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November 18, 2008

What is “typical” for web response time?

Very often I participate in discussions where web response times are discussed and I hear all kind of strange statements (called “crap”:)). While browsing the Web for the last 13 and so years, starting with slow (9.6Kbps) modem connection over analog telephone line and ending with quite satisfying (6Mbps) broadband one I can certainly say that I’ve build my own opinion. When I hear statement “typical page load time is 6 sec” I get really pissed off. I want to scream: “Are you nuts?!!!! 6 sec is ridicules time! Who is going to wait 6 seconds for your crappy page to load?”

I remember few years ago at SAP when we developed one of the first WebDynpro application and our prototype page loaded in… (hold on)… 20 mins. And I remember the time before SAP when colleagues of mine developed online PDF merger that presented the success page with link to the merged PDF after… (hold on again)… 20 mins (I don’t know what is so “typical” about the number 20 but they really responded after approximately 20 mins of time). Twenty minutes is totally unacceptable response time for any application (not only Web) and this examples triggered research I did years ago (SAP one is from 2003 and the PDF one from 2001) to understand what are the acceptable response times in Web space. After searching Google for the PDF scenario and reading the UX guidelines for the WebDynpro one, the number 3 stuck in my mind and I can’t get it out now.

3 seconds is the response time you should not exceed on the Web! That’s it!

Searching in Google today here is one of the top results you will receive The Psychology of Web Performance. I really like the following sentence from the post:

“Keep your page load times below tolerable attention thresholds, and users will experience less frustration (Ceaparu et al. 2004), lower blood pressure (Scheirer et al. 2002), deeper flow states (Novak, Hoffman, and Yung 2000), higher conversion rates (Akamai 2007), and lower bailout rates (Nielsen 2000).”

10 years ago when the modems ruled the world the goal was to create small pages that can be served fast via modem connection. Today we create huge pages that contains tons of images, videos, style sheets, JavaScripts, Flash and who knows what else. Some of these can exceed few hundred kilobytes. However users don’t care how big the pages are; they don’t care how many images there are on the page; they don’t care how many servers are in your web farm. Most of the users don’t understand the mechanics behind the page, and why should they? The only thing they care about is how fast your page is loaded via their 6Mbps broadband connection.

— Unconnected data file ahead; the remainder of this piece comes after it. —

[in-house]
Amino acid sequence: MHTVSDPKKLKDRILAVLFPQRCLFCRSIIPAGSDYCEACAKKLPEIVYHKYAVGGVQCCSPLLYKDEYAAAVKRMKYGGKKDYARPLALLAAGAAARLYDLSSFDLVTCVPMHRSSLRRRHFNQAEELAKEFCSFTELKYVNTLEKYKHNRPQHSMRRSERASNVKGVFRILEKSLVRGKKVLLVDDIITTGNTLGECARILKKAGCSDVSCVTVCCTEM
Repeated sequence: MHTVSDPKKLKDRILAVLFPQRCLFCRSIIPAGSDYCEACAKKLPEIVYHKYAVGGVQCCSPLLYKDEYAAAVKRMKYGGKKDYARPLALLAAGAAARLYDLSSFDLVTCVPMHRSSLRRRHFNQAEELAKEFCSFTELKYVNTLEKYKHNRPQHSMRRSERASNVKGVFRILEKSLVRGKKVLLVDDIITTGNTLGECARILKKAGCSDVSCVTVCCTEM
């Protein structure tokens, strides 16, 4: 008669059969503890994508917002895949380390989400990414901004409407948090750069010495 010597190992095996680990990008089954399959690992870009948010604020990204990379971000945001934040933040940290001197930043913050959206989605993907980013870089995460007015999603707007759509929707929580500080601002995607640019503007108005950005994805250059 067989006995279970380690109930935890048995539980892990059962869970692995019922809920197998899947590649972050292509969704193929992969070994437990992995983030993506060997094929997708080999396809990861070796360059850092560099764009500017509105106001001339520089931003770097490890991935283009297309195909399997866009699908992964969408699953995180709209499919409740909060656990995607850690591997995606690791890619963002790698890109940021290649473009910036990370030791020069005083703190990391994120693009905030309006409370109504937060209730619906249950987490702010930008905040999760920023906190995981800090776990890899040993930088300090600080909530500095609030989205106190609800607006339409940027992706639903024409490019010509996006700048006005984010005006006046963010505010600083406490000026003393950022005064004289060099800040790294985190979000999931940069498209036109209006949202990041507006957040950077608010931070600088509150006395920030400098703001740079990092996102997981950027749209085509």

Here is my table for tolerable response times on the Web. It is based on the post above as well as on Response Times: The Three Important Limits.

Response Time Analysis
<0.1 sec I don’t think you can achieve this one on the Web (if you can, the the user’s browser will not be able to render it:)) but it is goal that you may want to pursue.
<1 sec Your page load time is great. You can continue to improve your performance but only if you don’t have better things to do.
<3 sec Your page load time is OK, however you need to keep an eye on it. You are on the border for broadband users. However if this is the load time over narrowband you should not be worrying too much.
<4 sec This is the limit for broadband users. I certainly think you have a problem if your users need 4 secs to load your pages and I will suggest you spend some time improving your performance.
<6 sec You are on the border for narrowband users. Performance should be one of the things you should be thinking already.
>6 sec You are amateur:) Your web site may still be visited but you will lose visitors (approx. half of them including myself). If you don’t care keep going.

Few more things that you need to think about when you exceed the 1 sec threshold. The first one is that you need to provide feedback showing the user you are still working on the request. Modern browsers do provide progress bar although it is not useful all the times because it spins like the hourglass in Windows without giving you any indication when the result will appear. If you go above the 6 seconds threshold you must think of ways to change the workflow or even the architecture (we managed to solve the 20 mins issues above only through major changes in the architecture).

Although performance is not the only key it is one of the keys for your web site’s success. If you target the thresholds in your performance testing you will surely be screwed because you don’t account for the unknowns and you will surely exceed the threshold. What happens next – the user moves on.

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